In addition, you can always request a few basic dishes, such as pasta or chicken. And if you change your mind mid-meal and want a different dish, you'll usually be accommodated. On our last evening, the vegetarian pancakes I ordered were undercooked and inedible (a first for the cruise), and I asked our waiter if I could have pasta instead. In a wink, he was back with a really nice tagliatelle with red sauce.

Every evening, there's a choice of a house red or white wine, usually about 23 to 26 euros a bottle. An additional wine list is available. If you don't finish a bottle in one sitting, the wait staff will store it for you for the next night. The most highly anticipated meal onboard is five o'clock snack (officially referred to as "cocktail hour with hors d'oeuvres"). Snack consists of cookies, finger sandwiches, fruit and a hot treat (quiches, waffles, chicken fingers) and is served by the Tropical Bar. Although snack is called for 5 p.m., by 4:45 p.m. everyone is peckish after a day in the sun and starts to eye the offerings -- even I admit to pilfering a cookie or two on the early side. By the stroke of 5, the Tropical Bar is the site of a feeding frenzy not unlike those seen on the stingray-feeding excursion. Half the guests are jostling for treats with little regard for queuing etiquette, while the other half is bellied up to the bar for some happy hour revelry.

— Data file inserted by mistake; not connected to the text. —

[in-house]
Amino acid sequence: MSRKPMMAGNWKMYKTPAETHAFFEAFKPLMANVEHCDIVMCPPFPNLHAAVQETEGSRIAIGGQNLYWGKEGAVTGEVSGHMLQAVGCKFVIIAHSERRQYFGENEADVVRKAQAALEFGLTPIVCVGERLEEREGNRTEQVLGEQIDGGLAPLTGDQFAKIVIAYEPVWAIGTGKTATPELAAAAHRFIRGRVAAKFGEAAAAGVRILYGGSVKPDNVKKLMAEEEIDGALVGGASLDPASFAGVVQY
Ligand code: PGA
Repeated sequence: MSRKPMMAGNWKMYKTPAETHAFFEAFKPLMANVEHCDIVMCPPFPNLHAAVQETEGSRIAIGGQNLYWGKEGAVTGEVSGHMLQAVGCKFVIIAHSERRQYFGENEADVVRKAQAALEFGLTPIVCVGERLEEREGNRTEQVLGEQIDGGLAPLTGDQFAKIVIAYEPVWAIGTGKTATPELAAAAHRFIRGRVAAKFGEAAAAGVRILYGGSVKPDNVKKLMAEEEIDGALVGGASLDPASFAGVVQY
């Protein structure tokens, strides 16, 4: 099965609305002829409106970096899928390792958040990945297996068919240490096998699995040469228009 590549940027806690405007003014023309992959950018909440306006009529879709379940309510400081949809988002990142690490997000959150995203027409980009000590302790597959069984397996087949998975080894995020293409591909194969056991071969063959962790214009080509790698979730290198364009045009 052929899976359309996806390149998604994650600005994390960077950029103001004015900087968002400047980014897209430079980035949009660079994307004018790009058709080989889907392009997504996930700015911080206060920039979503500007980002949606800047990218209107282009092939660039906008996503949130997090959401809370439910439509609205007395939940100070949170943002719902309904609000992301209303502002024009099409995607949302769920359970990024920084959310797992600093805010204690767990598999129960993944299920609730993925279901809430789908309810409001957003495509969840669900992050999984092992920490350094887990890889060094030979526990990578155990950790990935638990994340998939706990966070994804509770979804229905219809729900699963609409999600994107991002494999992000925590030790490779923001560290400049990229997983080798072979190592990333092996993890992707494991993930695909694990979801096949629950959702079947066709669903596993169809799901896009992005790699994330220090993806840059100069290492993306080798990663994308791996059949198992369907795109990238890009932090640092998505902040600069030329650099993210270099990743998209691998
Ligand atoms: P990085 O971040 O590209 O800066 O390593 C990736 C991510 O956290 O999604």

On the flipside, the least anticipated meal is the midnight snack. It's quite telling that midnight snack actually starts at 11:30 p.m. -- pretty much no one ever sees, let alone eats midnight snack. Only the late-night bar crowd, a small minority of the passengers, indulge in this final meal of the day, which is probably why snack is one sorry chafing dish filled with what I joked with my vegetarian shipmate was always "fried meat" -- chicken fingers, fried calamari, pigs in a blanket, etc.

And here's where I get on my alternative dining high horse. I'm a pseudo-vegetarian (I eat some fish), and the lunch and dinner options for non-meat eaters were pretty sad. Sure, you can eat watery white lettuce salads and cheese on bread for every meal, but it's not an appetizing way to go. Lunches did not typically have a vegetarian hot entree (the pasta almost always had meat in it) and the veggie courses at dinner were often too small or had no protein component. And although some buffet dishes had signs, vegetarian items weren't marked (I stuck my face dangerously close to some salads searching for hidden meat), and dinner menus marked items as vegetarian that actually weren't (like the Caesar salad with bacon on top). I'd recommend that vegetarians pack some peanut butter crackers or granola bars, and perhaps chat with the dining room staff on day one about menu options.

In general, though, I'd rate the quality of the food as good but not gourmet. Some dishes were misses (like those savory pancakes) and we heard some complaints of the meat not always tasting quite right, but the Captain's Dinner menu got high marks (lobster, lamb -- even the veggie dish was really tasty) and the soups were always perfect.